OSHA Update

Occupational Heat Exposure Examined

Lawmakers seek to update rules on occupational heat exposure.
By: | February 16, 2014

The cleanup of the 2010 Deep Water Horizon oil spill is cited as a reason for the government to consider updating its standard on occupational heat exposure. Two government agencies are seeking input as they determine whether and how to revise the original document.

The criteria document on hot environments was originally published in 1986. It identified the effects of heat and offered information on measuring techniques and suggested prevention and control actions.

“In recent years, including during the oil spill response of 2010, questions were raised regarding whether this document needed to be updated with additional research and findings,” said a statement from the National Institute for Occupational Safety and Health and the Centers for Disease Control and Prevention. “Recent literature was reviewed to determine areas that needed updating and revision.”

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During a hearing in Cincinnati next month, government officials will seek input on the following questions about the current standard:

  • Is worker acclimatization clearly explained and presented?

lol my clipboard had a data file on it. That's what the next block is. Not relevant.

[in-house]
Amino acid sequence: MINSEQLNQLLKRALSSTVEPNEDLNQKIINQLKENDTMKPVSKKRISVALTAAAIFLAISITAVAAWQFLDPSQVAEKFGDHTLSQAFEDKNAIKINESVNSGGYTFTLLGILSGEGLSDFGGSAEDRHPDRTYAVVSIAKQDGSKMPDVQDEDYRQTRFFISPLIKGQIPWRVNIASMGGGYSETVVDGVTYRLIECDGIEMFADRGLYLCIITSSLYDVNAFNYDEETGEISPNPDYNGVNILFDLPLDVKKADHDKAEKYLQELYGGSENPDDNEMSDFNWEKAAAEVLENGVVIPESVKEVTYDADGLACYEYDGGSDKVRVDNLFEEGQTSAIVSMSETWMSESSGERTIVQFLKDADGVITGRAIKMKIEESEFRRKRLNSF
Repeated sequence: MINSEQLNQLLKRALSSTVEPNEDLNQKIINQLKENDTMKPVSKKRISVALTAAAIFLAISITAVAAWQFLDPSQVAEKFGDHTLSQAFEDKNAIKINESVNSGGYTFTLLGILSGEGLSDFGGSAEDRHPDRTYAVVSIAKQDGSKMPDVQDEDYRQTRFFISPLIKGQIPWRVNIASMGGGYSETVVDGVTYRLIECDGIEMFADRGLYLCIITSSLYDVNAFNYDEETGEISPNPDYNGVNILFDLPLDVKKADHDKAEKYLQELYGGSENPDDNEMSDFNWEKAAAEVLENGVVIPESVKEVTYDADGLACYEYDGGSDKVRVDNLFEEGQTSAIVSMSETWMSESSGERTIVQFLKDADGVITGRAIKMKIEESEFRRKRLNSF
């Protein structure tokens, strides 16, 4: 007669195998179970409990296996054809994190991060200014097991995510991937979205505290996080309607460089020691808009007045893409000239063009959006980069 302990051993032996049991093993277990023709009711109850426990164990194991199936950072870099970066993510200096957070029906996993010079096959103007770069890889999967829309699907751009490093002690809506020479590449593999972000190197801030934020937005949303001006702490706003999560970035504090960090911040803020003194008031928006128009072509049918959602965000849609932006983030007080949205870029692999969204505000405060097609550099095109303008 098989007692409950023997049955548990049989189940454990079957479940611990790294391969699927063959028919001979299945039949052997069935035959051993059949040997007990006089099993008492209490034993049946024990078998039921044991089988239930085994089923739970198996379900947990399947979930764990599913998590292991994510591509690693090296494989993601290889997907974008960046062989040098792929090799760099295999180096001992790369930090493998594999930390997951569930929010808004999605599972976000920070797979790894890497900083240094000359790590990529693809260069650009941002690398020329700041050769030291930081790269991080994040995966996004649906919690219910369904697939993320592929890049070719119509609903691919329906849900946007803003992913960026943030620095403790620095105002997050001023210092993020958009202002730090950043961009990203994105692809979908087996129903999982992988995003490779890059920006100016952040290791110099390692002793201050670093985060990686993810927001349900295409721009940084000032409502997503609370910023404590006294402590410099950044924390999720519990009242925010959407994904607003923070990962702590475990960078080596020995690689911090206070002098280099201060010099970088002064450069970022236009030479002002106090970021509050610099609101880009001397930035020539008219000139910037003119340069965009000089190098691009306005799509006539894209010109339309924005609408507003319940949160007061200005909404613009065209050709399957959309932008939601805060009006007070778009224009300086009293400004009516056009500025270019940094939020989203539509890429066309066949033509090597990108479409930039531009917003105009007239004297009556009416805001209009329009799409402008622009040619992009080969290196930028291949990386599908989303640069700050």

• Are there any additional recommendations that should be made?
  • Is there any additional information on hydration that should be considered?
  • Are there any additional risk factors for heat-related illnesses that should be discussed?
  • Are there any additional examples of auxiliary body cooling and protective clothing that should be included?
  • Are there any additional research needs that should be mentioned?
  • Are there any additional references that should be included?

“Workers who are exposed to extreme heat or work in hot environments may be at risk of heat stress. Exposure to extreme heat can result in occupational illnesses and injuries,” the agencies said. “Heat stress can result in heat-related illnesses such as heat stroke, heat exhaustion, heat cramps, or heat rashes. Heat can also increase the risk of injuries in workers as it may result in sweaty palms, fogged-up safety glasses, and dizziness. Burns may also occur as a result of accidental contact with hot surfaces or steam.”

Those most at risk include outdoor workers and those who work in hot environments such as firefighters, bakery workers, farmers, construction workers, miners, boiler room workers, and factory workers.

Nancy Grover is the president of NMG Consulting and the Editor of Workers' Compensation Report, a publication of our parent company, LRP Publications. She can be reached at [email protected]

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The R&I Editorial Team can be reached at [email protected]